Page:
From the Santiago Times in Chile:
VIOLETA PARRA’S VISUAL ARTS EXHIBIT LAUNCHED AT LA MONEDA MUSEUM IN CHILE
(Oct. 4, 2007) Culture Minister Paulina Urrutia gave the news media a sneak preview on Tuesday of the new, permanent exposition of Chile’s famed musician and folk artist Violeta Parra now housed at the La Moneda Culture Center. The exhibition will be open to the public on November 8.
While Parra is often most remembered as a folk musician, she was also an ethnographer, a poet, an oil painter, a seamstress and a plastic artist. Parra tried to spread Chilean folk art throughout the world. She lived in Paris for four years and became the first Latino to exhibit individually at the Louvre (ST, Feb. 5).
The exhibition is called “Violeta Parra: la que viene escondida”, referring to the 17 years that the pieces spent in hiding after the military coup of 1973. Parra’s children -along with many of her family members- chose to go in exile during the Pinochet regime.
The showroom houses 25 oil paintings, 13 “arpilleras”- traditional art depicting images with thread and cloth – and 9 paper mâché pieces. The works are divided over two spaces. A third space contains three giant video screens, depicting Parra’s life and work.
The showroom is designed specifically for the best preservation and showcasing of Parra’s oil paintings, paper mâché pieces and arpilleras (ST, Feb. 5). The pieces, which were formally kept by the Violeta Parra Foundation, underwent a sophisticated process of preservation and restoration to prevent deterioration during the exhibit’s five-year run.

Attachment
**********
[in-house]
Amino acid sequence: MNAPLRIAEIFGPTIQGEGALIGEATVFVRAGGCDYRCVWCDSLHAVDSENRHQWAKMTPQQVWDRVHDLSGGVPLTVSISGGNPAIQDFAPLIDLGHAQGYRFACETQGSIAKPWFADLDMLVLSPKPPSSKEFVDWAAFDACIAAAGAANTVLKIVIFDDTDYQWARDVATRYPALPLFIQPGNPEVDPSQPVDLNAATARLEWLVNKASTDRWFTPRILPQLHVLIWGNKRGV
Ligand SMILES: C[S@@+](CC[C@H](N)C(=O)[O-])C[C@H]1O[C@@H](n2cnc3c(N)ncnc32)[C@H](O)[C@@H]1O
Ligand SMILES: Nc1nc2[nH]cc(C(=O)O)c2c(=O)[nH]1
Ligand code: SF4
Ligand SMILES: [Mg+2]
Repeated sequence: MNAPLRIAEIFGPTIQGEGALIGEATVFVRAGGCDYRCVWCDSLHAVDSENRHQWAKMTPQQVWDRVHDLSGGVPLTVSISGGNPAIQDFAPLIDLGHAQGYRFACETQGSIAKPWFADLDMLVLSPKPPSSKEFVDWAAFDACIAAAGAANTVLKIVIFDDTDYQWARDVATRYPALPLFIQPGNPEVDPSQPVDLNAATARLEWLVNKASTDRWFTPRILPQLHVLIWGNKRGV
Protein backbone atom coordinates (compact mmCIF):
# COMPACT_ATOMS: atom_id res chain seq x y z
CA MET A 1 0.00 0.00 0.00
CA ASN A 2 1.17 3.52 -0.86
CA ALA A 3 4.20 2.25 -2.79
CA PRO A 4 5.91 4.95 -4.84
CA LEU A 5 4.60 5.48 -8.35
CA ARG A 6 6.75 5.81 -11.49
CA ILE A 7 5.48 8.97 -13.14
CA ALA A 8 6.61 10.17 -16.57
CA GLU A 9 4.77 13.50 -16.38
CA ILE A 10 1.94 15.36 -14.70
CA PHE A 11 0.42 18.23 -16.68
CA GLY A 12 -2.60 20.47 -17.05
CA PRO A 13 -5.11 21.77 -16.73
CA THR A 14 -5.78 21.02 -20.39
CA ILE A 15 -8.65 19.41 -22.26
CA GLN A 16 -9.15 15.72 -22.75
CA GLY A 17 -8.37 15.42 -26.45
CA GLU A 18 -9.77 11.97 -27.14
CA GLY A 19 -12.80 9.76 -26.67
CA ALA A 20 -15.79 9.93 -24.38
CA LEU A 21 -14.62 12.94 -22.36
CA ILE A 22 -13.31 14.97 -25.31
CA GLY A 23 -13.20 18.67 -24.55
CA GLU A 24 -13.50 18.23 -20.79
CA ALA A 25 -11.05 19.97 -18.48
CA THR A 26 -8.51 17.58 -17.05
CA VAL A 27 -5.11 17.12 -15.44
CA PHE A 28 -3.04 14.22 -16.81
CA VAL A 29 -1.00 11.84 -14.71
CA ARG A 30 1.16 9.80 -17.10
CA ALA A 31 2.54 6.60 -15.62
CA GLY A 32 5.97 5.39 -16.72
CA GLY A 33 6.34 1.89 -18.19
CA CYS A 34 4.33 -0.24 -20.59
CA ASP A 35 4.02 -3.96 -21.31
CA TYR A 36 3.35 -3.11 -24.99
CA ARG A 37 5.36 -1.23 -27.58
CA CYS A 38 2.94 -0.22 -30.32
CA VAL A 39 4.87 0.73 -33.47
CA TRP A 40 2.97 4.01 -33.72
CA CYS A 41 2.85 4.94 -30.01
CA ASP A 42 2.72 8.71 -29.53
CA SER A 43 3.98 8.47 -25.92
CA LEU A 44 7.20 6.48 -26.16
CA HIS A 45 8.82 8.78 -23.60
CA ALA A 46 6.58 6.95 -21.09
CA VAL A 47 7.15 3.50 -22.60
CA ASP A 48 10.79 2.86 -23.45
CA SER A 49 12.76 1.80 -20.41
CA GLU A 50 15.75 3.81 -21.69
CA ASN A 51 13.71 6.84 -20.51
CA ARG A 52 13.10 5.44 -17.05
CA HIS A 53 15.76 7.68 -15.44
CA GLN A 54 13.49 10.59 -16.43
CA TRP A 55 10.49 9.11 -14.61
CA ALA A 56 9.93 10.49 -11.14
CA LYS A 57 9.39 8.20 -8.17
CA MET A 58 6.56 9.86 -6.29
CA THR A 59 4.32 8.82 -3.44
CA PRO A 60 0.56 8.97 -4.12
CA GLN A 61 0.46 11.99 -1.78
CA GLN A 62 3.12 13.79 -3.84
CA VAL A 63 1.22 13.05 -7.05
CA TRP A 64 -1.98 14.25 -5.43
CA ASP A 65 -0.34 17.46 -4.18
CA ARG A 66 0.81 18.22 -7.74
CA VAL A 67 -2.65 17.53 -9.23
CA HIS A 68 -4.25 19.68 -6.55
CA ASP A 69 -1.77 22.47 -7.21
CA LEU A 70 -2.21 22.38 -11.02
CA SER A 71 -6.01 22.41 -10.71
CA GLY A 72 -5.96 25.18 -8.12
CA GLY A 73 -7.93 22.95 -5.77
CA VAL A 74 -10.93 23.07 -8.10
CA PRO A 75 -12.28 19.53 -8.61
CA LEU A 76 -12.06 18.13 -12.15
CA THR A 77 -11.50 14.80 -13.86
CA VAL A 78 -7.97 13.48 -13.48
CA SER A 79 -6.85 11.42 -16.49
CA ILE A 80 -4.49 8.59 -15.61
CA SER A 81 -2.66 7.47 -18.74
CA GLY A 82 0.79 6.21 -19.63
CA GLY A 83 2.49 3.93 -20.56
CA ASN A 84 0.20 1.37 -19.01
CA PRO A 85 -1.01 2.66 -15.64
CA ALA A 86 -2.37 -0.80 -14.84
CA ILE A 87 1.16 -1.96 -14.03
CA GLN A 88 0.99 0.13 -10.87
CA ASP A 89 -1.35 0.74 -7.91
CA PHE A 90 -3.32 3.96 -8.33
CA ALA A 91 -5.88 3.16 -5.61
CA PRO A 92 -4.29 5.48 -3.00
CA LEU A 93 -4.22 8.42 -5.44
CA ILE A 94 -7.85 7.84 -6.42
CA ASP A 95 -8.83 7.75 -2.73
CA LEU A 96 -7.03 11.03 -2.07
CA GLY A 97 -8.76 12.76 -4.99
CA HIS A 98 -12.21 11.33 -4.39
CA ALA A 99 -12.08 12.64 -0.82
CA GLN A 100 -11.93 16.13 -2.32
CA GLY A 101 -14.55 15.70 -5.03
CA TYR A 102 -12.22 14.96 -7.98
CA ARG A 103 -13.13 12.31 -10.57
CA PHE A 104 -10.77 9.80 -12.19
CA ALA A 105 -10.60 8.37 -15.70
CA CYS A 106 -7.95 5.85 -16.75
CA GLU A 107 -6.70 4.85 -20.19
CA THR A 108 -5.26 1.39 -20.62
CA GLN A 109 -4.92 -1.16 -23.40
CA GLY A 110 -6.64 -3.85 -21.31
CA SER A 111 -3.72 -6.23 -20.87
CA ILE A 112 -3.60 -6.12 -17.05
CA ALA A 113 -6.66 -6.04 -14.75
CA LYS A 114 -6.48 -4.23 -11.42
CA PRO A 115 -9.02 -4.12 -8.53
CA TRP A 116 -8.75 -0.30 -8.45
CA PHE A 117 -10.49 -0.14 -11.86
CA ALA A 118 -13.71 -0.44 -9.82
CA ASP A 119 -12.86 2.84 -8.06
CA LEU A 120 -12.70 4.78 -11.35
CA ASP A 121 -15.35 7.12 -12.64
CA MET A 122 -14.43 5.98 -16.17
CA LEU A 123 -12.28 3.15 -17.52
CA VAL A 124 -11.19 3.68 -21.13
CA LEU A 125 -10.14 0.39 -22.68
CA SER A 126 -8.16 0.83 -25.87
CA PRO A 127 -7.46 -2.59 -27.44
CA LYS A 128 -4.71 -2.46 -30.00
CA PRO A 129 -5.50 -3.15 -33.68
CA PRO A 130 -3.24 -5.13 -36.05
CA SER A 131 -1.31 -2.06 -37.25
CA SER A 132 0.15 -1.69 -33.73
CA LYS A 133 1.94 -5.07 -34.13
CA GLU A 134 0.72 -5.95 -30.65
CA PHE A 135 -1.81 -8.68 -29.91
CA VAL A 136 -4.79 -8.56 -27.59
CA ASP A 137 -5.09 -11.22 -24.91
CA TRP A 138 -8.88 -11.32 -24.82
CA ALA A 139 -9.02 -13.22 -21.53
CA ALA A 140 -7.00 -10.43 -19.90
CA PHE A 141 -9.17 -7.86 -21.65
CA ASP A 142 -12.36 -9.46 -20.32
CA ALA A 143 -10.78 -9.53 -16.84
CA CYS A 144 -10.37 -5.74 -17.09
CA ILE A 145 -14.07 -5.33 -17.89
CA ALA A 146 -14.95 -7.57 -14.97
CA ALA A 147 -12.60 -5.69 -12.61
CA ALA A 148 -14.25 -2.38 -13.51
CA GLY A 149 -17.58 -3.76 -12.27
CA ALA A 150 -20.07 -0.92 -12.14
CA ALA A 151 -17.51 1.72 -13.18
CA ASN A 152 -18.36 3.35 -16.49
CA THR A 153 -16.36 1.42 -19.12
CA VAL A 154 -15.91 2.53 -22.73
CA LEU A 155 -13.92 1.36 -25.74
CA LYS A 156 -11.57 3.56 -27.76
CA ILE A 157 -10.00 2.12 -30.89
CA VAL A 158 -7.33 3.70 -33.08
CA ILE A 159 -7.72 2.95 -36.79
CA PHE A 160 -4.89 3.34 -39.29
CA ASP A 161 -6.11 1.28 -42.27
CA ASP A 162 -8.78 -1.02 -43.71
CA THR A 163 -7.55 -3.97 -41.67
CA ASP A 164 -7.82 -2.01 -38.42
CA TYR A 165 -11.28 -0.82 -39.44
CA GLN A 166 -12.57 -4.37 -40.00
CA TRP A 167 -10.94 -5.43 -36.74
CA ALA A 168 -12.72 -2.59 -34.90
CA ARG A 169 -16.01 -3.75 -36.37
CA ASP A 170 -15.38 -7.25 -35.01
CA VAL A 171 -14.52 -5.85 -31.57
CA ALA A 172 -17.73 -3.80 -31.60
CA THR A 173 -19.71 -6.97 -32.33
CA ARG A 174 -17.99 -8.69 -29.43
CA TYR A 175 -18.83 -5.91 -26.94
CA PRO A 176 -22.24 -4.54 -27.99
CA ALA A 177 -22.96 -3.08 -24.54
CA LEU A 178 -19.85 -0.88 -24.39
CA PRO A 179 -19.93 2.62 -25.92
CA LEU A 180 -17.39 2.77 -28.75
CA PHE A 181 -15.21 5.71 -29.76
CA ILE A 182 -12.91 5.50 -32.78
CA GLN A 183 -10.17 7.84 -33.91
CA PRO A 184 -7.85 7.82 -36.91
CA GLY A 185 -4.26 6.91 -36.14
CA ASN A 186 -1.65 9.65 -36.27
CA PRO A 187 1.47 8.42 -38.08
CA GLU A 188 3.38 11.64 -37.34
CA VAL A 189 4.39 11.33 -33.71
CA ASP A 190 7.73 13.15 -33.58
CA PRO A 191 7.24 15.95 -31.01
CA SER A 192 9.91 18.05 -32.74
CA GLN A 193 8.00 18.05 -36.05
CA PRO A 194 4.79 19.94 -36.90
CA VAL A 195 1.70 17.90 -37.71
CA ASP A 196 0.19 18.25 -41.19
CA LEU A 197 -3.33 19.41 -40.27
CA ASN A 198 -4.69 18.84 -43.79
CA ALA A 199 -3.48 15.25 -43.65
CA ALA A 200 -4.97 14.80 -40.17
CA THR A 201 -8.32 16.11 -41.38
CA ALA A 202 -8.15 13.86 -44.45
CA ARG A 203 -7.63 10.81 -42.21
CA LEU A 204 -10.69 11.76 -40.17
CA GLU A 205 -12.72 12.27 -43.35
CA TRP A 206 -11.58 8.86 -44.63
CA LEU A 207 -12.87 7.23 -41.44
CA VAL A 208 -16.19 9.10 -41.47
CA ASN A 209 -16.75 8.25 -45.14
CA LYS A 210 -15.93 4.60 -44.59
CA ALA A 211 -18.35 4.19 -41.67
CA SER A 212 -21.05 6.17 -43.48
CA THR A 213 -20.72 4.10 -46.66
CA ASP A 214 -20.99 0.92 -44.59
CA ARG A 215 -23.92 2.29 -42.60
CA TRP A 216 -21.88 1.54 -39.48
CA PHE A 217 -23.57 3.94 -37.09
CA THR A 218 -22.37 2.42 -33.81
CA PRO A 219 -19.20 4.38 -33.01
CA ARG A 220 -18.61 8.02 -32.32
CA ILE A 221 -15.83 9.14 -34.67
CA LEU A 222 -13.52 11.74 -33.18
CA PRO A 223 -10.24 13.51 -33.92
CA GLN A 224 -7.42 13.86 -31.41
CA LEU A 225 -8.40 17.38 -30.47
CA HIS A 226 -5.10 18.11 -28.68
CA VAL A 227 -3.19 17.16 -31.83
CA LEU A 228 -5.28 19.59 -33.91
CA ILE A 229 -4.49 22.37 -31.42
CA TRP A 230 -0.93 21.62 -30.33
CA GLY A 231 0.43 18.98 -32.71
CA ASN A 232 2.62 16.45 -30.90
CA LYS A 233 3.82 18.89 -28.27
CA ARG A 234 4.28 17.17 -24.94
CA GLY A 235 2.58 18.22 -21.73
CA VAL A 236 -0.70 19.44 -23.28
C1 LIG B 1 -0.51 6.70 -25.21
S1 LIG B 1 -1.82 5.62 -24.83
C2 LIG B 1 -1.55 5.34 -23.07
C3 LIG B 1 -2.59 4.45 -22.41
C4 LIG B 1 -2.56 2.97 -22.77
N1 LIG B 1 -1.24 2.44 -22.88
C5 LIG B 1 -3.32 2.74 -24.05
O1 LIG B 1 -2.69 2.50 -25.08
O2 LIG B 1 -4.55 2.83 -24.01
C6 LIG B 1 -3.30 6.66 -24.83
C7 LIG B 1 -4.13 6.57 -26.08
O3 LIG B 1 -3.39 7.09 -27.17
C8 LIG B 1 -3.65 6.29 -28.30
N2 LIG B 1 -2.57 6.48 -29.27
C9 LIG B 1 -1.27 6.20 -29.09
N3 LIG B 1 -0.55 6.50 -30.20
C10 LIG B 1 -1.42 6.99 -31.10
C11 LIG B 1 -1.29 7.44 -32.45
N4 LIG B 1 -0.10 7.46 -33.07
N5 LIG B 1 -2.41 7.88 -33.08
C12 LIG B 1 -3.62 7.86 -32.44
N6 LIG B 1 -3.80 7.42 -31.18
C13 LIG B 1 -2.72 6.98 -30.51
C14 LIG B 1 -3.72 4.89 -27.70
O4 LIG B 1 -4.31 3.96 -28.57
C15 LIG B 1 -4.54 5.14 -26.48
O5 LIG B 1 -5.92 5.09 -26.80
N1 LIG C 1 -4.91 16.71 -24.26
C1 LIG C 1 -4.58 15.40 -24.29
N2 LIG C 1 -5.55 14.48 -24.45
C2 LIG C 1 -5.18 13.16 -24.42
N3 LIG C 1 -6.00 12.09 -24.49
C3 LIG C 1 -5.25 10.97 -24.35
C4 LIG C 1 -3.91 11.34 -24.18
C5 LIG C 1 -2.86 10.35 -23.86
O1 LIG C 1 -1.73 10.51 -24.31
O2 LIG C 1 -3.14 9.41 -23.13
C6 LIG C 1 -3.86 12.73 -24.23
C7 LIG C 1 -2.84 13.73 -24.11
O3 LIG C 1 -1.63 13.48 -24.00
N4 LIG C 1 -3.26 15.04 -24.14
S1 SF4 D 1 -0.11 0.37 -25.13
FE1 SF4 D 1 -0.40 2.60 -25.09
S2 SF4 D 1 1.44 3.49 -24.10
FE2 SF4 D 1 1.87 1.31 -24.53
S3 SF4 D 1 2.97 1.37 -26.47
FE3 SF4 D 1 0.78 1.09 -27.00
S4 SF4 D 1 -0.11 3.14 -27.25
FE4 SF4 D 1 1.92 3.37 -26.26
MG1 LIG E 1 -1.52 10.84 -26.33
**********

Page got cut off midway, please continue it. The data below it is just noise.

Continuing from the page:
The arpilleras were the pieces most in need of preservation. They have been carefully restored to their former glory.
Temperature and humidity are the greatest threats to the deterioration of textiles. For this reason, the exhibit will use special equipment to control the climate and ultraviolet rays.
The exhibition is organized in three parts, which permits the collection to be rotated so that something new will always be on display. This will also help assure that no piece of work is on display for more than eight months at a time, a technique that will help prevent deterioration.
The exhibition is part of the celebration of Violeta Parra’s ninetieth birthday – she was born on Oct. 4, 1917. A theater piece and a film on her life are also in the making (ST, Sept. 17). Violeta’s brothers – poet Nicanor and singer Eduardo– as well as her sons, daughters and grandchildren, are currently all important participants in Chile’s artistic scene.
“This is the culmination of a project that was started over 50 years ago. We’re arriving at a point where Violeta wanted to take us to. The work she did by collecting and popularizing (Chilean folklore) was something she didn’t do for us, but for Chile as a country,” said Ángel.
Eduardo Parra –aged 89- wasn’t able to attend the press conference due to health problems. He was diagnosed with bronchopneumonia and hospitalized over the weekend.
By Kristian de Leeuw (email@example.com)